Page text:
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François Georges Auguste DAUVERNÉ


French virtuoso trumpetist, pedagogue and compositor (1799-1874)





FGA DAUVERNE was born in Paris, 2nd arrondissement, on Pluviose 28th, year VII after the French revolutionary calendar (February 16th, 1799).

At the age o f12, he started studying the French horn but soon dropped that instrument in favour of the trumpet under the guidance of his uncle Joseph David Buhl 1791 1860 altogether music leader of King Louis XVIII’s cavalry body guards and 1st solo trumpet of the French national opera house and the royal Italian theatre in Paris.




FGA Dauverné quickly mastered his instrument to such an extent that he was to join the king’s personal orchestra where he was accepted the first of july, 1814 as third class musician, though he was just over fifteen years old at the time.On February first, 1824, he was promoted second class musician and remained attached to this orchestra until the 1830 revolutionary events, his contract ending officially on the 24th of august 1830.






On January 1st, 1820, F.G.A. Dauverné was offered the post of 1st trumpet in the Opera having previously passed the competition, although he was barely 21 one years old. (He kept the post during thirty one years and retiIn the orchestra he used a natural trumpet with a circular pavillon, manufactured by trumpet maker Raoux, from 1820 to 1826. He used also the key trumpet notably in Ipsiboe (1824), in Kreutzer’s opera; then the natural straight trumpet (reintroduced in the opera house as soon as in 1826 and then the chromatic trumpet and indoubtedly the valve cornet in 1829, since the post of solo cornet was first created in the year only on the first of  july 1851.




A much recognized trumpet virtuoso, Dauverné passed too in November 1929 the competitive exam leading to the position of first trumpet of the royal chapel. This post was short-lived because the 1830  Revolution led to the disappearance of the whole institution. When King Louis Philippe a little later returned to power, he re-established the Royal Chapel. Dauverné was thus  and restored in his earlier position and held it continuously till the next 1848 revolution which consequently suppressed the royal musical orchestra.


In june 1833 Luigi Cherubini (1760 1843) then at the head of the conservatory of music in Paris, chose Dauverné as professor of the first trumpet class, a brand new department whose creation was demanded by Cherubini himself. Professor Dauverné taught the art of the trumpet for many years. He eventually retired from the academy in January 1868. Together with working for the academy, Dauverné taught his art at the military music gymnasium from 1849 to 1856, until the school closed. Meanwhile, he was appointed Captain and conducted the national guard orchestra from 1848 to 1852.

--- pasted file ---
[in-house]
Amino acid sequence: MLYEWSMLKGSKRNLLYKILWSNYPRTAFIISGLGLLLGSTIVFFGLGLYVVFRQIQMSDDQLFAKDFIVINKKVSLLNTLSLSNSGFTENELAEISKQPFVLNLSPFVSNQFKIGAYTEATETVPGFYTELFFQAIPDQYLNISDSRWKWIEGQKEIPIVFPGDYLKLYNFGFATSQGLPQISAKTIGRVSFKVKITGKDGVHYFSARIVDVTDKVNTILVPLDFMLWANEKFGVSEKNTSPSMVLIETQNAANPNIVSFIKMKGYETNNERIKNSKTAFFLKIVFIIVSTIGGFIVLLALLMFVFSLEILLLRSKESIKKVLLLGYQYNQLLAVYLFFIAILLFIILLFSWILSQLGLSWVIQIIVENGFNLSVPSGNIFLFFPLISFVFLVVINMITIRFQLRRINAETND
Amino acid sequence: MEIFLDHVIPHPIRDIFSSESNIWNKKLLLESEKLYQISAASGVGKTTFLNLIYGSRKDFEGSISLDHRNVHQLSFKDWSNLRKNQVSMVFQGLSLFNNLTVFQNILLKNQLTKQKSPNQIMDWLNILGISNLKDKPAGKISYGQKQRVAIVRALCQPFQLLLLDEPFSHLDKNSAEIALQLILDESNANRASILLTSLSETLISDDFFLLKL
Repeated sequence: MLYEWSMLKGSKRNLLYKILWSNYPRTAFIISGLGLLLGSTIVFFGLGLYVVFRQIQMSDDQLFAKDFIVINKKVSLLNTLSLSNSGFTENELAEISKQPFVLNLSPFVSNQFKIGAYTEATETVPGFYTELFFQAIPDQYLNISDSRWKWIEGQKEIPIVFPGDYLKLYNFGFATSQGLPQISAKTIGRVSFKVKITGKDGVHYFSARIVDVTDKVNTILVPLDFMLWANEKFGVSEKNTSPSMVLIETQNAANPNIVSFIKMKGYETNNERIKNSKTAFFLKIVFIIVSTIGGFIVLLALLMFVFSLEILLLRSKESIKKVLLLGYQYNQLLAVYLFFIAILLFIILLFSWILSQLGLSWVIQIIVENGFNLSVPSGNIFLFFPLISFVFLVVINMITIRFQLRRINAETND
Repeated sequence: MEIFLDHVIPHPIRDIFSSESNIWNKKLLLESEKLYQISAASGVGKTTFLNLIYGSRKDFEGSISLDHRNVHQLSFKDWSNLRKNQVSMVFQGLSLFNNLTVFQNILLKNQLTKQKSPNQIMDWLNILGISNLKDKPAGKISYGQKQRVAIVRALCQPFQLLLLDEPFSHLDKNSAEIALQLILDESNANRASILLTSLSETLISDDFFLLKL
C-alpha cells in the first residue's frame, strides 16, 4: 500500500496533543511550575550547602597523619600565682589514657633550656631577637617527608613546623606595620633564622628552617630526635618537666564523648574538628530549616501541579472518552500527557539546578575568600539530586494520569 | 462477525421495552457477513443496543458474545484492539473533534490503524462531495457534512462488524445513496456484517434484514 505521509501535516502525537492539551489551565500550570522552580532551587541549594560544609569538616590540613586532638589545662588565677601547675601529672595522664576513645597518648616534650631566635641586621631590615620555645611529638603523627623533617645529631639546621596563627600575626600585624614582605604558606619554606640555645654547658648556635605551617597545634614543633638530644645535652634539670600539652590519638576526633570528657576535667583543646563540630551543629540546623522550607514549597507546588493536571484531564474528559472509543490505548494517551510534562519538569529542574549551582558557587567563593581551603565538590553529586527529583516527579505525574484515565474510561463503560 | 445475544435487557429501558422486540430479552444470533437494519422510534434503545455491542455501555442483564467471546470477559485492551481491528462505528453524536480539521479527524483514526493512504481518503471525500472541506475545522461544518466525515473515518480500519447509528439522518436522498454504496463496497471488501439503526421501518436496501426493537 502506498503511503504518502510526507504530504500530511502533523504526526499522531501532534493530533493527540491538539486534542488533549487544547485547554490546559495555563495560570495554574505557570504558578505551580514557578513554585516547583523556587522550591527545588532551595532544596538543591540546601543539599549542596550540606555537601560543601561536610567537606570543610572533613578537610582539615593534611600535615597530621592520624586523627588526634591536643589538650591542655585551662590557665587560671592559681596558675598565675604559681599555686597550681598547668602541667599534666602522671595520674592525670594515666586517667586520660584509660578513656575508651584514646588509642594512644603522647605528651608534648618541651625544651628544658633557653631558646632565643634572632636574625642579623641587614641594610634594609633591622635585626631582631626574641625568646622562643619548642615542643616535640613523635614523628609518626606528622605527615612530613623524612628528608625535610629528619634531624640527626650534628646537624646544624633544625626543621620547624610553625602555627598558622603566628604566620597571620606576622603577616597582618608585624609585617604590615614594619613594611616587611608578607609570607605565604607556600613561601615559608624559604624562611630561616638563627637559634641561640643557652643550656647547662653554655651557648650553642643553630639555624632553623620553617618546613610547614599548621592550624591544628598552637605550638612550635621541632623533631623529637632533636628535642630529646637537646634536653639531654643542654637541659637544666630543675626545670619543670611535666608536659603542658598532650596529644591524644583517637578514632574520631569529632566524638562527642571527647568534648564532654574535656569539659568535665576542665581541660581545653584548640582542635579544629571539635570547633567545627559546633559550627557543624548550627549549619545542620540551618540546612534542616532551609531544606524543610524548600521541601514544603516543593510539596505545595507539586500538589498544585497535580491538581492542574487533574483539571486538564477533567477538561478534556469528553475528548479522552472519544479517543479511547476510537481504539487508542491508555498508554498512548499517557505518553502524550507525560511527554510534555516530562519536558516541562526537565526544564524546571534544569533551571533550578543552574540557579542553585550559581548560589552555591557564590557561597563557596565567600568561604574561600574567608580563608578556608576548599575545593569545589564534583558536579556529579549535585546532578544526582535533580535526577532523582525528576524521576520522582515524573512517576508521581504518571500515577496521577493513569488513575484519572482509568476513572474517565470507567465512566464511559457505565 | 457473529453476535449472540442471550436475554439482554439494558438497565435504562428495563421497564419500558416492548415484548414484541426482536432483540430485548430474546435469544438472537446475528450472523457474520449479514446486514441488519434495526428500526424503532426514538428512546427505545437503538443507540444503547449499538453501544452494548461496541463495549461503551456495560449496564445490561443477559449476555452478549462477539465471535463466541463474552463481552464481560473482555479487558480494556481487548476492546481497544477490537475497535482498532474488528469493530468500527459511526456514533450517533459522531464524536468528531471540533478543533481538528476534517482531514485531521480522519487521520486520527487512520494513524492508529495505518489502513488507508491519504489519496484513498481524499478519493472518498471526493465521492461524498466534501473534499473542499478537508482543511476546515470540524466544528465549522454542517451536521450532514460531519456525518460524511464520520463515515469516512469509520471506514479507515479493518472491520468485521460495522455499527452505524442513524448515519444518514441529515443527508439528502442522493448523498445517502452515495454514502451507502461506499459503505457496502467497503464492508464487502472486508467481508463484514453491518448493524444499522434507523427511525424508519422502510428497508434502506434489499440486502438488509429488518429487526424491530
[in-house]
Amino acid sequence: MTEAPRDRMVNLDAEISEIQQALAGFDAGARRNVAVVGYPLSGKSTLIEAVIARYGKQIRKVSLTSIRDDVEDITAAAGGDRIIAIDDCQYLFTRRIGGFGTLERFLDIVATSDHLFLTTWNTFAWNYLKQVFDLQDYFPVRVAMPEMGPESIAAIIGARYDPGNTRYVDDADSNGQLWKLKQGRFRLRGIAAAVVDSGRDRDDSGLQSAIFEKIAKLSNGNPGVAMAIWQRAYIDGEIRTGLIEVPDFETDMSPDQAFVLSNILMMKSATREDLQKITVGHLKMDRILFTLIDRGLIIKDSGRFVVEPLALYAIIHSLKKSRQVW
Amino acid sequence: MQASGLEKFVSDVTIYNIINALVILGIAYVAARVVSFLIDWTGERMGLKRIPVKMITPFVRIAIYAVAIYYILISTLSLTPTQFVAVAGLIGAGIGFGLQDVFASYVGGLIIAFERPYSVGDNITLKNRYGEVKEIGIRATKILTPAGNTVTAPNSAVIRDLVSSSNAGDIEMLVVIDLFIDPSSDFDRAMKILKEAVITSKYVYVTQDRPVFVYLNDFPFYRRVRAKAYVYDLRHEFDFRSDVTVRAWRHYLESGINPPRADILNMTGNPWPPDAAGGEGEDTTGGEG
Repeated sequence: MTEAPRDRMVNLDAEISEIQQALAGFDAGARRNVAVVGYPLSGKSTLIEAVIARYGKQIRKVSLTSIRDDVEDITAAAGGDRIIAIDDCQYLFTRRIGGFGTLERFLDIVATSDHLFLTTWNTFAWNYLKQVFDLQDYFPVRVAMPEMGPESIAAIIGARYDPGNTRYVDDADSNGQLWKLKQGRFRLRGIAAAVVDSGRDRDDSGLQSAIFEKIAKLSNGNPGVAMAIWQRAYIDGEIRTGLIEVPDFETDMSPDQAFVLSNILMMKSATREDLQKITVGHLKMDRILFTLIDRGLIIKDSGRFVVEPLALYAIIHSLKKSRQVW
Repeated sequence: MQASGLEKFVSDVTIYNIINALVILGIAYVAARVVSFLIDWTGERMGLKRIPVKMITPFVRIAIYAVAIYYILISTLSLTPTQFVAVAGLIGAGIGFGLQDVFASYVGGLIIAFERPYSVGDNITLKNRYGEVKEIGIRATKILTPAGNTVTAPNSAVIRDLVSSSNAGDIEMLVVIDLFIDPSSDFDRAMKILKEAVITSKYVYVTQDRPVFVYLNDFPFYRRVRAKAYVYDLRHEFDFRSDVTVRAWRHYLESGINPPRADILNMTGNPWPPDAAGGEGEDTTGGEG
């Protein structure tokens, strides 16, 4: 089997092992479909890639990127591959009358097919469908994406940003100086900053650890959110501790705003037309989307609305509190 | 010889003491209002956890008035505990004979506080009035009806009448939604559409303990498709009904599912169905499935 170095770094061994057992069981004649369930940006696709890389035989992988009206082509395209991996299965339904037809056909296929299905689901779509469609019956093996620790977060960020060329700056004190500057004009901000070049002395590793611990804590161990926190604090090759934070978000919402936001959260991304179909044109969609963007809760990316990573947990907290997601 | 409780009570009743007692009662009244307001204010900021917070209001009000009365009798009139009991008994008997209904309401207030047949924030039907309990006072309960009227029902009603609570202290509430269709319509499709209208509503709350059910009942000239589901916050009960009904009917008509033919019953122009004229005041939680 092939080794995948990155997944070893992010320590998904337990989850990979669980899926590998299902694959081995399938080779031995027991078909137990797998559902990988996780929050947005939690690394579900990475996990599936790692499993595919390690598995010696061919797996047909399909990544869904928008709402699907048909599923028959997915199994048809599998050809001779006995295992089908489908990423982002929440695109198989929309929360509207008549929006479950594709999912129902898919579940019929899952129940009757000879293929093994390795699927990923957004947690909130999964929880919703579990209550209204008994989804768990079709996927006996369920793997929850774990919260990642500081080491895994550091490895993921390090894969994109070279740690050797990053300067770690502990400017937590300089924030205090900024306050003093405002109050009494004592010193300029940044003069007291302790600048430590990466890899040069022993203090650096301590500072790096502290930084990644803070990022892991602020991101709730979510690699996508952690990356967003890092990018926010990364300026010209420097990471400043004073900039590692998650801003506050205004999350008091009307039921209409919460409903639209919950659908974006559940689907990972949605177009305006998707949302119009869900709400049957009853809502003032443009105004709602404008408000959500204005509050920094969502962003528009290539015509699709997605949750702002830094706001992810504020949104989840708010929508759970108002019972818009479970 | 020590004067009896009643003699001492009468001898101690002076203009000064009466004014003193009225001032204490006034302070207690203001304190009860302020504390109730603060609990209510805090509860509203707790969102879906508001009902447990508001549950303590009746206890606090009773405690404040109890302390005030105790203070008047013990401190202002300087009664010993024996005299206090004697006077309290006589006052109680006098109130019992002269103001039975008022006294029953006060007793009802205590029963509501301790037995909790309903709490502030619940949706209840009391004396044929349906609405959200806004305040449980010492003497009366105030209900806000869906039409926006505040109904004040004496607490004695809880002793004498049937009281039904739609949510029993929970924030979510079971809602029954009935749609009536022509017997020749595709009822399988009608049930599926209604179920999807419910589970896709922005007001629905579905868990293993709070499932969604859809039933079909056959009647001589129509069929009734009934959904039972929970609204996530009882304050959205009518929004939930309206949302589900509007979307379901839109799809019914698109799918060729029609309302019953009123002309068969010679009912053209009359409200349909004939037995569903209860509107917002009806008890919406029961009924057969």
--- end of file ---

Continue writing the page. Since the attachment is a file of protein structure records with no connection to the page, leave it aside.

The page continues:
In November 1826, the conductor François Antoine. Habeneck (1781 – 1849) a keen admirer of LV Beethoven, invited a number of musicians friends of his, most of them working for the opera house to join in for a reading of the Heroic symphony. D. Buhl and Dauverné took part in that first rehearsal. The event roused such a wave of enthusiasm among the musicians and the audience that the idea of founding the orchestra of the Academy concert society emerged gradually and was effective two years later. Dauverné was of course called as solo trumpet in the young symphony ensemble.



Very soon, Dauverné was highly recognized for his instrument skills. In 1835, conductor and composer Hector Berlioz (1803-1869) had a good mind to set up a series of concerts with a new orchestra made up with the best musicians in Paris. The trumpeter took part in the two great concerts conducted by Berlioz, on the 22nd of November and the 13th of December 1835. Their program included “Harold in Italy”, and the “Fantastic symphony”. It is highly likely that Dauverné, according to his position, took part in the next Berlioz’s world firsts. The composer alluded to Dauverné in his memoirs about the latter’s engagement in the “grand mass of the dead” (requiem), whose world first took place in the Invalides, on the 5th of December 1837, Habeneck conducting.Berlioz picked Dauverné as first trumpet.




As a pedagogue, F.G.A. Dauverné produced pedagogic treaties of great value such as :


“a theory of notation tablature for the valve cornet” (1827),

“a method for the valve cornet” (1824),

a “theory and practice of the valve or cylinder cornet” (1824)

Without forgetting his master piece, the well-known

“method for the trumpet” dated 1856.


We owe him, too, several educational works, dedicated to his own instrument, among which we find several booklets for concert duets, and solos, for his students’ training for competitions.